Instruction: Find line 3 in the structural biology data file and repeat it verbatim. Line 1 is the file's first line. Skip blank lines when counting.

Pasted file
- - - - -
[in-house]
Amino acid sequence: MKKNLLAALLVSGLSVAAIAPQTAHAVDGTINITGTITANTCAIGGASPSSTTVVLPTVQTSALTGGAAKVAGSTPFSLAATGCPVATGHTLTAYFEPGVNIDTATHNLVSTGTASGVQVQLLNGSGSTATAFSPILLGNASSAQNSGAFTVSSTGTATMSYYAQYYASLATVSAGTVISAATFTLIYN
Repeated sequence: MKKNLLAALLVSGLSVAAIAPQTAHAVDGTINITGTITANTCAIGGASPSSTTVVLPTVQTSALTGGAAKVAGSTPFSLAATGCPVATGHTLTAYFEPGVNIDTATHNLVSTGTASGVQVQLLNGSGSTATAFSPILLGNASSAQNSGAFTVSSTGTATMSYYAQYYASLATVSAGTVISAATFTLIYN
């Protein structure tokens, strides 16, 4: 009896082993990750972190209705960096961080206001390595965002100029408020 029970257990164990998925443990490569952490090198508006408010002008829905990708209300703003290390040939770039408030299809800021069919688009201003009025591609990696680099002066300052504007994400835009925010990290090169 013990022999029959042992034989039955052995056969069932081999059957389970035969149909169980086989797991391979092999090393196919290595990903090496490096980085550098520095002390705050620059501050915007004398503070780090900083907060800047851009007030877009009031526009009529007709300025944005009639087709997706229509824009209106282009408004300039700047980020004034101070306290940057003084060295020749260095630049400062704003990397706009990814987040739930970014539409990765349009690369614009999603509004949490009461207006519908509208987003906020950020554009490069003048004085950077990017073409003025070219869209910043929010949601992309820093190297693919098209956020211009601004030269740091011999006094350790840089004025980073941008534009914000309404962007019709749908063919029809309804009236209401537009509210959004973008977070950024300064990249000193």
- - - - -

Repeated sequence: MKKNLLAALLVSGLSVAAIAPQTAHAVDGTINITGTITANTCAIGGASPSSTTVVLPTVQTSALTGGAAKVAGSTPFSLAATGCPVATGHTLTAYFEPGVNIDTATHNLVSTGTASGVQVQLLNGSGSTATAFSPILLGNASSAQNSGAFTVSSTGTATMSYYAQYYASLATVSAGTVISAATFTLIYN